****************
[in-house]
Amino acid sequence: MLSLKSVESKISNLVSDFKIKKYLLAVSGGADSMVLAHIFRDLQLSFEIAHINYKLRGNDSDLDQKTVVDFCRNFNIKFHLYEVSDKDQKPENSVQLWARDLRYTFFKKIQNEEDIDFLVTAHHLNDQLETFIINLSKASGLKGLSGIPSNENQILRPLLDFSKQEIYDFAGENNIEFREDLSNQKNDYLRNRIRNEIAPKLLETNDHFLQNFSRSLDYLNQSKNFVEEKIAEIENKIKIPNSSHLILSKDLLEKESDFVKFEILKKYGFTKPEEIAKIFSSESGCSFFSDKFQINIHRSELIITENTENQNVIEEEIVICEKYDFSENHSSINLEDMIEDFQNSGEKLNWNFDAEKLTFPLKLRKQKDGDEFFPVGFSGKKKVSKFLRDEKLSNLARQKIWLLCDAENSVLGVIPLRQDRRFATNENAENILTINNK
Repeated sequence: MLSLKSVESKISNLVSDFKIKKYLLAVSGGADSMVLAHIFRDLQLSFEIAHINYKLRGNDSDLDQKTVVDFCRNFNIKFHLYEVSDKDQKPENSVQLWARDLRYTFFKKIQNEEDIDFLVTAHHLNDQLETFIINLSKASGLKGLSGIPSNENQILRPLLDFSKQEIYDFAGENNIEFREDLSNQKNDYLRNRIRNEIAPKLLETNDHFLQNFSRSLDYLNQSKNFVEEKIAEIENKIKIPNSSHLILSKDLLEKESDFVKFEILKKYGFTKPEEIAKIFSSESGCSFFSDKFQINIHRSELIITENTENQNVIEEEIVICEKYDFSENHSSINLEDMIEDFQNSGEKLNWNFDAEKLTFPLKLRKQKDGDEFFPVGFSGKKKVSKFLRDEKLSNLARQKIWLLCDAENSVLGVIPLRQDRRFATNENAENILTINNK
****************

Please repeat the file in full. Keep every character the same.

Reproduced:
[in-house]
Amino acid sequence: MLSLKSVESKISNLVSDFKIKKYLLAVSGGADSMVLAHIFRDLQLSFEIAHINYKLRGNDSDLDQKTVVDFCRNFNIKFHLYEVSDKDQKPENSVQLWARDLRYTFFKKIQNEEDIDFLVTAHHLNDQLETFIINLSKASGLKGLSGIPSNENQILRPLLDFSKQEIYDFAGENNIEFREDLSNQKNDYLRNRIRNEIAPKLLETNDHFLQNFSRSLDYLNQSKNFVEEKIAEIENKIKIPNSSHLILSKDLLEKESDFVKFEILKKYGFTKPEEIAKIFSSESGCSFFSDKFQINIHRSELIITENTENQNVIEEEIVICEKYDFSENHSSINLEDMIEDFQNSGEKLNWNFDAEKLTFPLKLRKQKDGDEFFPVGFSGKKKVSKFLRDEKLSNLARQKIWLLCDAENSVLGVIPLRQDRRFATNENAENILTINNK
Repeated sequence: MLSLKSVESKISNLVSDFKIKKYLLAVSGGADSMVLAHIFRDLQLSFEIAHINYKLRGNDSDLDQKTVVDFCRNFNIKFHLYEVSDKDQKPENSVQLWARDLRYTFFKKIQNEEDIDFLVTAHHLNDQLETFIINLSKASGLKGLSGIPSNENQILRPLLDFSKQEIYDFAGENNIEFREDLSNQKNDYLRNRIRNEIAPKLLETNDHFLQNFSRSLDYLNQSKNFVEEKIAEIENKIKIPNSSHLILSKDLLEKESDFVKFEILKKYGFTKPEEIAKIFSSESGCSFFSDKFQINIHRSELIITENTENQNVIEEEIVICEKYDFSENHSSINLEDMIEDFQNSGEKLNWNFDAEKLTFPLKLRKQKDGDEFFPVGFSGKKKVSKFLRDEKLSNLARQKIWLLCDAENSVLGVIPLRQDRRFATNENAENILTINNK